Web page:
Health Expert: 25 Habits to Add to Your Routine in order to be happy

Regardless of your version of true happiness, living a happier, more satisfied life is within reach. Happiness looks different for everyone. For you, maybe it’s being at peace with who you are.

Here’s a look at some daily, monthly, and yearly habits to help kickstart your quest. Just remember that everyone’s version of happiness is a little different, and so is their path to achieving it.

If some of these habits create added stress or just don’t fit your lifestyle, ditch them. With a little time and practice, you’ll figure out what does and doesn’t work for you.

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Daily habits

1. Smile

You tend to smile when you’re happy. But it’s actually a two-way street. We smile because we’re happy, and smiling causes the brain to release dopamine, which makes us happier.

2. Exercise

Exercise isn’t just for your body. Regular exercise can help to reduce stress, feelings of anxiety, and symptoms of depression while boosting self-esteem and happiness. Even a small amount of physical activity can make a difference. You don’t have to train for a triathlon or scale a cliff — unless that’s what makes you happy, of course.

3. Get plenty of sleep

No matter how much modern society steers us toward less sleep, we know that adequate sleep is vitalTrusted Source to good health, brain function, and emotional well-being.

Most adults need about 7 or 8 hours of sleep every night. If you find yourself fighting the urge to nap during the day or just generally feel like you’re in a fog, your body may be telling you it needs more rest.

4. Eat with mood in mind

You already know that food choices have an impact on your overall physical health. But some foods can also affect your state of mind. For example:Start by making one better food choice each day.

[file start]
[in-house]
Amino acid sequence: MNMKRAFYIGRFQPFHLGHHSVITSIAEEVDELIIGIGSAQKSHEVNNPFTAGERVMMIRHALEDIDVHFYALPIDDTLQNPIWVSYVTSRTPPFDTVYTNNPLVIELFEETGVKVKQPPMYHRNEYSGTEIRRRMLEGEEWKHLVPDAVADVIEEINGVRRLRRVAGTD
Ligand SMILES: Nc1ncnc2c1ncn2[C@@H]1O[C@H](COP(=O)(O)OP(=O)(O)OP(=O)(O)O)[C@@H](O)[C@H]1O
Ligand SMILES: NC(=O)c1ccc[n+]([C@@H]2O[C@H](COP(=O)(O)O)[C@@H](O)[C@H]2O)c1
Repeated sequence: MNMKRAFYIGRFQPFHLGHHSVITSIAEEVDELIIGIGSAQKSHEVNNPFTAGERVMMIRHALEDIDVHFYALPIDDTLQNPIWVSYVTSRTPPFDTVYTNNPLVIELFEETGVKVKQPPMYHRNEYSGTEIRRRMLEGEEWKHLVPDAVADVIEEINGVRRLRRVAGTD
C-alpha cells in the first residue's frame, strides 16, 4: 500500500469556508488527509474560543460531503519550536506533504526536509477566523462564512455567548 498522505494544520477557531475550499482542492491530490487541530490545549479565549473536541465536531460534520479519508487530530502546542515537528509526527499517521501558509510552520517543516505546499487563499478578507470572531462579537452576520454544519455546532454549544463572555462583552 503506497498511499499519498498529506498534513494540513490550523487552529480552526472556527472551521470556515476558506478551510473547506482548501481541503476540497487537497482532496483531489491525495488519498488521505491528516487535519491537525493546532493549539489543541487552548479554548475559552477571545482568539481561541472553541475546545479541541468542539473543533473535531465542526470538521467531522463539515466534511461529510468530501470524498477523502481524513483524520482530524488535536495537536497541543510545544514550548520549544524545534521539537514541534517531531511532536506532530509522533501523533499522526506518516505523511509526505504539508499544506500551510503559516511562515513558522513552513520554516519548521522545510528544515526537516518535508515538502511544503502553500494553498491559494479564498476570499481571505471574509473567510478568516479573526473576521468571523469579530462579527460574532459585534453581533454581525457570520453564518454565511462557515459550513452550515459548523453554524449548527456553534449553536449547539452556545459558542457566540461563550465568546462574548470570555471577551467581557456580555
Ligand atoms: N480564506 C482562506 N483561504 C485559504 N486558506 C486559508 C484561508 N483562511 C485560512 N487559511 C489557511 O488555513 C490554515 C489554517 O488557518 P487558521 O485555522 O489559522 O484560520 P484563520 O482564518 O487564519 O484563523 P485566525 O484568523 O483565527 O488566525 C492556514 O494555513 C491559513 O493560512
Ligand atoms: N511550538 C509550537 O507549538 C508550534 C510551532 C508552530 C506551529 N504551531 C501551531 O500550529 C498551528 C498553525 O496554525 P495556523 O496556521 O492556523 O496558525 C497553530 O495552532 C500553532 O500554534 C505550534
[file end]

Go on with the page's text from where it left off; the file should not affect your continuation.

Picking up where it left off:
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5. Be grateful

Simply being grateful can give your mood a big boost, among other benefits. For example, a recent two-part study found that practicing gratitude can have a significant impact on feelings of hope and happiness.

Start each day by acknowledging one thing you’re grateful for. You can do this while you’re brushing your teeth or just waiting for that snoozed alarm to go off.

6. Give a compliment

Research shows that performing acts of kindness can help you feel more satisfied. Giving a sincere compliment is a quick, easy way to brighten someone’s day while giving your own happiness a boost.

Catch the person’s eye and say it with a smile so they know you mean it. You might be surprised by how good it makes you feel.

7. Breathe deeply

You’re tense, your shoulders are tight, and you feel as though you just might “lose it.” We all know that feeling. Instinct may tell you to take a long, deep breath to calm yourself down. Turns out, that instinct is a good one. According to Harvard Health, deep breathing exercises can help reduce stress.

8. Acknowledge the unhappy moments

A positive attitude is generally a good thing, but bad things happen to everyone. It’s just part of life. If you get some bad news, make a mistake, or just feel like you’re in a funk, don’t try to pretend you’re happy.

Acknowledge the feeling of unhappiness, letting yourself experience it for a moment. Then, shift your focus toward what made you feel this way and what it might take to recover.

9. Keep a journal

A journal is a good way to organize your thoughts, analyze your feelings, and make plans. And you don’t have to be a literary genius or write volumes to benefit.